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Is there a way to find out whether an object property is called as part of the DeSerialization process (e.g. by the XmlSerializationReaderXXX).

Background: A typical scenario is to disable events and complex operations in that case, until the initialization is complete.

One approach I have found, is to "interpret" the stack and look up whether the call is triggered by XmlSerializationReaderXXX, which is not so elegant IMHO. Is there anything better?

public SomeClass SomeProperty
    {
        get { ..... }
        set
        {
            this._somePropertyValue = value;
            this.DoSomeMoreStuff(); // Do not do this during DeSerialization
        }
    }

-- Update --

As Salvatore has mentioned, somehow similar to How do you find out when you've been loaded via XML Serialization?

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See this post: stackoverflow.com/questions/1266547/… –  Salvatore Previti Nov 7 '11 at 15:05

7 Answers 7

up vote 3 down vote accepted

I have a possible solution.

public class xxx
{
    private int myValue;

    [XmlElement("MyProperty")]
    public int MyPropertyForSerialization
    {
        get { return this.myValue; }
        set
        {
            Console.WriteLine("DESERIALIZED");
            this.myValue = value;
        }
    }

    [XmlIgnore]
    public int MyProperty
    {
        get { return this.myValue; }
        set
        {
            Console.WriteLine("NORMAL");
            this.myValue = value;
        }
    }
}

class Program
{
    static void Main(string[] args)
    {
        xxx instance = new xxx();

        instance.MyProperty = 100; // This should print "NORMAL"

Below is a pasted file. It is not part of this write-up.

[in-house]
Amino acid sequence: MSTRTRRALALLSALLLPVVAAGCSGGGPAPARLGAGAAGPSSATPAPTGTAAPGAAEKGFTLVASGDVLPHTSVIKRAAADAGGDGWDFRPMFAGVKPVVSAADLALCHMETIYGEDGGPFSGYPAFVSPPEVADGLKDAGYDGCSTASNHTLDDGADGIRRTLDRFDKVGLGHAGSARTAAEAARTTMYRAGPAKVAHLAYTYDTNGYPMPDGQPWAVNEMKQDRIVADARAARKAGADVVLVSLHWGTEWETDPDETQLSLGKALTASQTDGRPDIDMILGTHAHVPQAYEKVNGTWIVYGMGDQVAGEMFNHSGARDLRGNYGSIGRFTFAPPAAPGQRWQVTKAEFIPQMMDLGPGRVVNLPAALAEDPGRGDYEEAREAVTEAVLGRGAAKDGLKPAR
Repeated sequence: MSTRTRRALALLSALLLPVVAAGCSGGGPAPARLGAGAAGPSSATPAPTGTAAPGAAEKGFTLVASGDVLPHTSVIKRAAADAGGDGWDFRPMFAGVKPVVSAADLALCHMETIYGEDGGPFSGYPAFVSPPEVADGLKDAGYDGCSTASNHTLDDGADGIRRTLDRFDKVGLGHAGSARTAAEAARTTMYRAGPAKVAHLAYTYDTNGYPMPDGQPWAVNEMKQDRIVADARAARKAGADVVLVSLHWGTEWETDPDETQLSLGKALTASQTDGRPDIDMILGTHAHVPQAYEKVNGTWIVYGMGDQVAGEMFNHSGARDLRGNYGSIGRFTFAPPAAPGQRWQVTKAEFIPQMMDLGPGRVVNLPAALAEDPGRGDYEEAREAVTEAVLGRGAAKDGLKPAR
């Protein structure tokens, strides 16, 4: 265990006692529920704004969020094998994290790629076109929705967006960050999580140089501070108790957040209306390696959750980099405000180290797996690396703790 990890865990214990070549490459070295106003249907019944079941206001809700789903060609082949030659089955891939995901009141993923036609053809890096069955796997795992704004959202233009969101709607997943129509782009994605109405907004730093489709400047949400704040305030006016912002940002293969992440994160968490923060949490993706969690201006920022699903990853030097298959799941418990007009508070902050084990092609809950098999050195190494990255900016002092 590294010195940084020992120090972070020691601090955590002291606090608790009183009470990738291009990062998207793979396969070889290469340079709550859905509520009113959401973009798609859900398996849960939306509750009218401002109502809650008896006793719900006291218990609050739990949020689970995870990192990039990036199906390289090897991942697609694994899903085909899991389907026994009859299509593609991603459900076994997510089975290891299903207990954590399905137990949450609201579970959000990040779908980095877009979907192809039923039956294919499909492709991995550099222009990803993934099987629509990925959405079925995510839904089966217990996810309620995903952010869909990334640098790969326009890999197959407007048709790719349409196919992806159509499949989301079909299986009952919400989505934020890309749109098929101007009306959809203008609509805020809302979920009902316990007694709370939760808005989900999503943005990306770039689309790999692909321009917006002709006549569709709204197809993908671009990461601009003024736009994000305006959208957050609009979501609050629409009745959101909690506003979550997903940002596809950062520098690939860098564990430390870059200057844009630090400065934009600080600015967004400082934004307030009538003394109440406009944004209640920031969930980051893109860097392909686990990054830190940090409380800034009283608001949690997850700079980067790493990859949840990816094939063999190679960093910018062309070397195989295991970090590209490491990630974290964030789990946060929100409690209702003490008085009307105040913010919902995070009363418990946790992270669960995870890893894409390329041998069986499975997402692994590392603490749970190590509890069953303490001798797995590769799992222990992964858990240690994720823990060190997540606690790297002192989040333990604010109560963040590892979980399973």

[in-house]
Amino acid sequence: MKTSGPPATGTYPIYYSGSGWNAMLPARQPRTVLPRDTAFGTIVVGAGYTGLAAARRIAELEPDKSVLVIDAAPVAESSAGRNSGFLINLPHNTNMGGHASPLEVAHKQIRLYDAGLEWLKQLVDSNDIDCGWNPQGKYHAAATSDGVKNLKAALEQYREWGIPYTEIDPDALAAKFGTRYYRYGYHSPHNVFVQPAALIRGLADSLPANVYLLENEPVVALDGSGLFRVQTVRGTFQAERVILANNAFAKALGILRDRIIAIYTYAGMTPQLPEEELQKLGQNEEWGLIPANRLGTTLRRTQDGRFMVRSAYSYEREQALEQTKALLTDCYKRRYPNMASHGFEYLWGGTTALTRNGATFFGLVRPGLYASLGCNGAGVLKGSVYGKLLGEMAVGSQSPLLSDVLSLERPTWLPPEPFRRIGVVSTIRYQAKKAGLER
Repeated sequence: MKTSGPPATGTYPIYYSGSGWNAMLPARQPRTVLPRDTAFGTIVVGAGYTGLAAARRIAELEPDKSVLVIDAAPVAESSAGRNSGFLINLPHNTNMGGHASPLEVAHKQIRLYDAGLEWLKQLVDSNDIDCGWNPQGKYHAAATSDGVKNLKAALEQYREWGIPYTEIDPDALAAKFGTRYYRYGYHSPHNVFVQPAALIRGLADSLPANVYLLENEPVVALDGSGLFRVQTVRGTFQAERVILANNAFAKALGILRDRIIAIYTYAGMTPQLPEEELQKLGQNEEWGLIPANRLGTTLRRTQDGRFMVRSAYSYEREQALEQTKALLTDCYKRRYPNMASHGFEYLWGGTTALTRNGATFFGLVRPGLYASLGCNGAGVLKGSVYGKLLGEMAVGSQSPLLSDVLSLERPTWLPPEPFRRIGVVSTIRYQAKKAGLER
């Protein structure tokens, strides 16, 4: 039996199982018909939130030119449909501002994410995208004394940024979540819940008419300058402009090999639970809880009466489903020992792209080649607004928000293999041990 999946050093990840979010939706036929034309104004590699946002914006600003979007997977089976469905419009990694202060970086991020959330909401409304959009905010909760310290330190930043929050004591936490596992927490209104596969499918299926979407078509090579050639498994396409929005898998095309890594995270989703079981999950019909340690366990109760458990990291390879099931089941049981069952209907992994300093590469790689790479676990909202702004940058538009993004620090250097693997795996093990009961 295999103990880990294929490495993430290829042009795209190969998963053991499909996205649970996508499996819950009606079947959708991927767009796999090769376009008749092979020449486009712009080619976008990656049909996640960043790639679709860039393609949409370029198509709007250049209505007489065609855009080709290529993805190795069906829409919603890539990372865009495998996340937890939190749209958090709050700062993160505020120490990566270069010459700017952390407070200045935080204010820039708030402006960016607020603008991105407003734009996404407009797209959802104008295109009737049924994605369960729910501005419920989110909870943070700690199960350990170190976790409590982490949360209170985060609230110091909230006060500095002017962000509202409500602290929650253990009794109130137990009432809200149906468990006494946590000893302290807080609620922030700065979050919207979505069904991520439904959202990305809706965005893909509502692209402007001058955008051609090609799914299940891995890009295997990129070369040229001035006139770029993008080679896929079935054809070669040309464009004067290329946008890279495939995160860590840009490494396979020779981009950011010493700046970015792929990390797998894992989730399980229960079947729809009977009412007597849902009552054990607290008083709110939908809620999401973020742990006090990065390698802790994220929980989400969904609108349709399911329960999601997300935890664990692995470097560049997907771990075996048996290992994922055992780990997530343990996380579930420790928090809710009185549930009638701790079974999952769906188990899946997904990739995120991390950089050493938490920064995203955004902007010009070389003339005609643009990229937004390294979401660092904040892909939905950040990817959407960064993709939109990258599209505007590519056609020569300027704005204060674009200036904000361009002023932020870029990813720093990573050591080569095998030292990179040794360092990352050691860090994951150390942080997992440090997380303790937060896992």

// We serialize

        var serializer = new XmlSerializer(typeof(xxx));

        var memoryStream = new MemoryStream();
        serializer.Serialize(memoryStream, instance);

        // Let's print our XML so we understand what's going on.

        memoryStream.Position = 0;
        var reader = new StreamReader(memoryStream);
        Console.WriteLine(reader.ReadToEnd());

        // Now we deserialize

        memoryStream.Position = 0;
        var deserialized = serializer.Deserialize(memoryStream) as xxx; // This should print DESERIALIZED

        Console.ReadLine();
    }
}

The trick is using the XmlIgnore, it will force the xml serializer to ignore our property, then we use XmlElement to rename the property for serialization with the name of the property we want.

The problem with this technique is that you have to expose a public property for serialization, and is in some way bad because it can virtually be called by everyone. It will not work if the member is private, unfortunally.

It works, is not totally clean, but is thread safe and don't rely on any flag.

Another possibility is to use something like the Memento pattern. Using the same trick you can add a property called for example Memento that returns another object that contains properties suitable only for serialization, it can makes things a little cleaner.

Did you think instead of changing approach and using DataContractSerializer? It is much more powerful and produces pure XML. It supports the OnDeserializationCallback mechanism.

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Thanks for all your support so far - have to check this one out. Will take me some time. Your generous support is much appreciated! –  Horst Walter Nov 7 '11 at 15:30

Since you got a pretty complex scenario you might want to consider creating a "data core" class which will be actually serialized/deserialized using simple direct way. Then your complex object is constructed from that object and you fire all events/operations as normal. It will make sequence of deserialize -> fire events/operations more explicit and easier to understand.